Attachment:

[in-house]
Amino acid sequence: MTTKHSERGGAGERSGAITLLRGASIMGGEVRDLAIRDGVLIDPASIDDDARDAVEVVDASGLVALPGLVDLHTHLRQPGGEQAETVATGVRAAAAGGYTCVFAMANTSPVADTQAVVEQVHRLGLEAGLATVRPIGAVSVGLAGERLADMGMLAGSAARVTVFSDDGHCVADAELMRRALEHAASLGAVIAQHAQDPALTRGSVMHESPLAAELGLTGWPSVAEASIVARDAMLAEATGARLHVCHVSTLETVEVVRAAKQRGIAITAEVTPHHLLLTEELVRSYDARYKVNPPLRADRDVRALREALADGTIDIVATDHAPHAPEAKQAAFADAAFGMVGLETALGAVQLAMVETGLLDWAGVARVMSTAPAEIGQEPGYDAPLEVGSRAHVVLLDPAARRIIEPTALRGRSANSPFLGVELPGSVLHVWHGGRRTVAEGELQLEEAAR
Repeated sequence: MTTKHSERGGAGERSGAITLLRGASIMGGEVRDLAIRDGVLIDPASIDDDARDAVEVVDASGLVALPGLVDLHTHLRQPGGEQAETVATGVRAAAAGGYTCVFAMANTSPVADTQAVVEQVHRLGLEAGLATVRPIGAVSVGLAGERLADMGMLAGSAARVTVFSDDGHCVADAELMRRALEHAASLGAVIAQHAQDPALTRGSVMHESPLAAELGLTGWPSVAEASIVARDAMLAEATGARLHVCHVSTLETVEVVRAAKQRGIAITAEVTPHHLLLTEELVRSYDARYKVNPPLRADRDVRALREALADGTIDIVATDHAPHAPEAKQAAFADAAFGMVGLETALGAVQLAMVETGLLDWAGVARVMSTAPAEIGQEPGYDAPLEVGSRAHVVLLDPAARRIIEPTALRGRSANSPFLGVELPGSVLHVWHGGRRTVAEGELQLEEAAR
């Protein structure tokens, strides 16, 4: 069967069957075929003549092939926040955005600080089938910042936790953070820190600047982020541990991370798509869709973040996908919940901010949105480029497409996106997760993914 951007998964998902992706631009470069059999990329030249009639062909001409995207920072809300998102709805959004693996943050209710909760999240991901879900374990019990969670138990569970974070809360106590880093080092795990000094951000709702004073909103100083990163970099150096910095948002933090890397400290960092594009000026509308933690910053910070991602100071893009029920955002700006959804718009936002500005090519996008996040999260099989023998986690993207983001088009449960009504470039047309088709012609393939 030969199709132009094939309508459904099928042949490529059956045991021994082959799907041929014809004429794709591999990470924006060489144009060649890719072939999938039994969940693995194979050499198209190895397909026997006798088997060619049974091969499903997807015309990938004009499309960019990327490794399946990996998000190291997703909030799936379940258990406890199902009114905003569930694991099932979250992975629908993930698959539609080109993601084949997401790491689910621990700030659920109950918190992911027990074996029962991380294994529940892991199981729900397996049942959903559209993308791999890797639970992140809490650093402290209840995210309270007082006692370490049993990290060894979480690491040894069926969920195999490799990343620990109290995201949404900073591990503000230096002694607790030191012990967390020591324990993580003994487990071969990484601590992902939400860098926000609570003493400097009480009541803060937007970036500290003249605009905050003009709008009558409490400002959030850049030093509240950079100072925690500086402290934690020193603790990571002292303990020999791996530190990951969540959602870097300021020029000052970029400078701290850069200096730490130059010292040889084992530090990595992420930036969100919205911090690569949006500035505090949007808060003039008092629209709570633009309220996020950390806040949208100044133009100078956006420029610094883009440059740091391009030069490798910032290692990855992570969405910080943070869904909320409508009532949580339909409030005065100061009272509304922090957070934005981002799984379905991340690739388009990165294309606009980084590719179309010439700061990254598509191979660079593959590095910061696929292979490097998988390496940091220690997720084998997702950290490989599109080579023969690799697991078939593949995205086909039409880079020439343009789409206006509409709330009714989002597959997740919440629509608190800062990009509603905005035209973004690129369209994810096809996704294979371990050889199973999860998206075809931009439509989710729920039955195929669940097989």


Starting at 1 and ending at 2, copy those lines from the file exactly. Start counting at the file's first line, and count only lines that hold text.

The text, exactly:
[in-house]
Amino acid sequence: MTTKHSERGGAGERSGAITLLRGASIMGGEVRDLAIRDGVLIDPASIDDDARDAVEVVDASGLVALPGLVDLHTHLRQPGGEQAETVATGVRAAAAGGYTCVFAMANTSPVADTQAVVEQVHRLGLEAGLATVRPIGAVSVGLAGERLADMGMLAGSAARVTVFSDDGHCVADAELMRRALEHAASLGAVIAQHAQDPALTRGSVMHESPLAAELGLTGWPSVAEASIVARDAMLAEATGARLHVCHVSTLETVEVVRAAKQRGIAITAEVTPHHLLLTEELVRSYDARYKVNPPLRADRDVRALREALADGTIDIVATDHAPHAPEAKQAAFADAAFGMVGLETALGAVQLAMVETGLLDWAGVARVMSTAPAEIGQEPGYDAPLEVGSRAHVVLLDPAARRIIEPTALRGRSANSPFLGVELPGSVLHVWHGGRRTVAEGELQLEEAAR